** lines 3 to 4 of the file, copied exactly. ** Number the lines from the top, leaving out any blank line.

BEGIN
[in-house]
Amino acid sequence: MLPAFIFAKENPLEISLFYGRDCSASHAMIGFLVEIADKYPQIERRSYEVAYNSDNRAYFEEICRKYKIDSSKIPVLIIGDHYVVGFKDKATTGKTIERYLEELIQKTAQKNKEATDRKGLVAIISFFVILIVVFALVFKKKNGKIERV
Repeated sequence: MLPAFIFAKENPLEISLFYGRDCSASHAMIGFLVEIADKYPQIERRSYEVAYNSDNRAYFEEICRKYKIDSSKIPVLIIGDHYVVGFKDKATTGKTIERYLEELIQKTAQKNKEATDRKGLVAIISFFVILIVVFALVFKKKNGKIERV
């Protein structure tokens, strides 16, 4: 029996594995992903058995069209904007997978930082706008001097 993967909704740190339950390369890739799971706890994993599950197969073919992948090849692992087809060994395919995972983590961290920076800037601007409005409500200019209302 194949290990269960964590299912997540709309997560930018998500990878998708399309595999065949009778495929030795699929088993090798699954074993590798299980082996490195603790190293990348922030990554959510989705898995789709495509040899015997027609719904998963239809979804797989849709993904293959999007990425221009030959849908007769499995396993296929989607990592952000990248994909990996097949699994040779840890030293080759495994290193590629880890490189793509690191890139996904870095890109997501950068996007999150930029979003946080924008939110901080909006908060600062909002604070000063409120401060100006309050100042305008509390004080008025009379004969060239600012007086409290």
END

Repeated sequence: MLPAFIFAKENPLEISLFYGRDCSASHAMIGFLVEIADKYPQIERRSYEVAYNSDNRAYFEEICRKYKIDSSKIPVLIIGDHYVVGFKDKATTGKTIERYLEELIQKTAQKNKEATDRKGLVAIISFFVILIVVFALVFKKKNGKIERV
């Protein structure tokens, strides 16, 4: 029996594995992903058995069209904007997978930082706008001097 993967909704740190339950390369890739799971706890994993599950197969073919992948090849692992087809060994395919995972983590961290920076800037601007409005409500200019209302 194949290990269960964590299912997540709309997560930018998500990878998708399309595999065949009778495929030795699929088993090798699954074993590798299980082996490195603790190293990348922030990554959510989705898995789709495509040899015997027609719904998963239809979804797989849709993904293959999007990425221009030959849908007769499995396993296929989607990592952000990248994909990996097949699994040779840890030293080759495994290193590629880890490189793509690191890139996904870095890109997501950068996007999150930029979003946080924008939110901080909006908060600062909002604070000063409120401060100006309050100042305008509390004080008025009379004969060239600012007086409290």